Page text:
Message #370:
From: AzTeC SW Archaeology SIG
To:   "'Matthias Giessler'" 
Subject: Pecos Conference Archives
Date: Fri, 15 Nov 96 12:31:00 MST
Encoding: 113 TEXT

From: Alan Shalette


As a member of the Pecos '97 organizing committee, some months ago I begain 
inquiring about the existence of an archive of Pecos Conference materials 
which we might use for planning purposes. None of those with whom I spoke 
(with the exception of Brian Kenny) was aware of the collection at the 
Museum of New Mexico's Laboratory of Anthropology (the Lab). Moreover, I 
learned that at least some prior records had been, or would be discarded 
because there was no place to store them on a permanent basis.

Richard Woodbury, in his history of the conference (UNM Press, 1993), 
reports "For the earlier years there was no attempt either to record details 
of the program  or to keep notes on its contents, although sometimes quite 
extensive information has survived in the files of host institutions. At the 
suggestion of Kidder, Stanley Stubbs began, in the 1940s, a systematic 
Conference archival record at the Laboratory of Anthropology in Santa Fe. 
Stewart Peckham took over the responsibility for the Pecos Conference 
Archives after (Stubb's death in) 1959 and generously provided a great deal 
of material for this history. He has been succeeded by Willow Powers, the 
Laboratory's archivist."

I contacted Willow Powers, current archivist at the Lab, to learn about the 
archive and to discuss both my current interests, and broader issues 
concerning the collection.

Willow passed on the following information about the Lab's Pecos Conference 

There seems to have been no regular communication about the PCA in recent 
years, so it's easy to see how its existence may not be widely known.

The PCA has been little-used in the recent past. Richard Woodbury notes his 
use of the PCA as a source for writing his history. On the other hand, he 
reports "What began as a modest effort grew and grew, thanks to the steady 
accumulation of information and records from many people and places. Perhaps 
novels are written by a single person, but any historical account depends on 
myriad sources and much generous assistance, as I record in the 
acknowledgements. Sources range from letters about a coming year's program 
and mimeographed handouts to formal reports in news-letters, and 
professional journals, enriched by personal recollections." In addition to 
the PCA at the Lab and a large number of individuals and organizations who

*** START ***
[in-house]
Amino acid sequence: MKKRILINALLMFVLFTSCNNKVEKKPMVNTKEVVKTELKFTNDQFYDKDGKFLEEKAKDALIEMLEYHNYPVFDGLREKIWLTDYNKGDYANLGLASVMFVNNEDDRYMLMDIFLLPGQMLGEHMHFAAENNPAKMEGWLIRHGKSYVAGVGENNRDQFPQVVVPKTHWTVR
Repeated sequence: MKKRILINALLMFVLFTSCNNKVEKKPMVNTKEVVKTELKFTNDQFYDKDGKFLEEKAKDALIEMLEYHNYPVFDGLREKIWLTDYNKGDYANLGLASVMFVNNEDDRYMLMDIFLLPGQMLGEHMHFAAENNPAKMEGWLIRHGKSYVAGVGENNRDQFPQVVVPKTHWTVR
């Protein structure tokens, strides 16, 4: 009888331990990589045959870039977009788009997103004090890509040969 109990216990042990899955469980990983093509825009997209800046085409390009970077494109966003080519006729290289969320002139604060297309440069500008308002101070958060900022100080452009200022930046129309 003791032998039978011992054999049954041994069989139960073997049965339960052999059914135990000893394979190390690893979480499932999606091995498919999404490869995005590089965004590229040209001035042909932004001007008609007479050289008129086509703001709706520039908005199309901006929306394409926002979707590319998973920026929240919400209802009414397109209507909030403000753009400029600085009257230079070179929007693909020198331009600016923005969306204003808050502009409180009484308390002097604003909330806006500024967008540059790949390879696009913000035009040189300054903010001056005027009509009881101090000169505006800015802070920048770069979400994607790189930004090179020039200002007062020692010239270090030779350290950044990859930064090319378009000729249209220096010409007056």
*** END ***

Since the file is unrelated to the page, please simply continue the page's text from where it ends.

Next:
supplied information about individual conferences, Woodbury's 
acknowledgements include collections at the Department of Anthropology and 
the Arizona State Museum Archives at the University of Arizona, and the 
Library of the Museum of Northern Arizona.

The PCA is contained in just two record boxes (about 10 in. x 15 in.).

Records for the first 19 years (1927-1945) appear to have been collected at 
a later date in an unknown fashion.

Records from 1946 through 1994 appear to have been collected 
contemporaneously, there being a folder for each year.

The latter group chiefly contains materials regarding organization of the 
conferences - typically, mailing lists, correspondence, and meeting 
programs. There are some photos and slides and some audio tapes from the 
1959 and 1960 conferences. Aside from the audio tapes, whose contents have 
not been identified, there are practically no materials containing papers 
presented at the conferences.

Those who'd like to use the PCA must access it on-site at the Lab, there 
being no provision for support services.

The foregoing suggests a number of issues on which comments are solicited:

1. Should the current contents of the PCA be surveyed in detail and the 
results be distributed? What about the other collections noted above?

2. What should be the contents of the PCA? Woodbury comments "The planners 
and hosts of future Conferences are urged to deposit records of all kinds in 
the Pecos Conference Archives (at the Lab)."

3. How should/might the PCA be used - as a historical resource, or for more 
active support for organizing future conferences, (the current practice 
being to pass information along on an informal basis from each conference 
committee to those organizing the following year's event)?

Responses to these issues, naturally, will lead to other questions. If the 
need for change is widely desired, the Pecos '97 committee anticipates 
formulating a proposal to be presented at the business meeting next year.

Please send your comments to:

Alan Shalette
5294 Mesa Del Oso NE, Albuquerque, NM  87111
(505) 291-9653

Thanks !

[ SASIG Ed. Note  --  I have seen taken at the Pecos Conferences extensive 
notes, tape recordings and numerous photos.  SWA put up the Pecos Conference 
T-Shirt archive at  I am 
sure there are yet other small reservoirs of Pecos Conference data.  Perhaps 
Pecos Conference archives should be discussed as institutions around the 
Southwest establish their regional uniform and accessible electronic site 
file data bases.... Perhaps an NCPTT or other grant program can provide 
funding to create a virtual archive as well as put past data on line..... 
 Without harming the informal nature of the Conference as it has existed to 
date, wouldn't it be helpful for Pecos Conference organizers to specify 
requirements for participants --  submission in electronic format of an 
outline, abstact, or full text version of a proposed talk ???   I too am 
curious what others think about our collective organiztion of the Pecos 
Conference --  Brian Kenny ]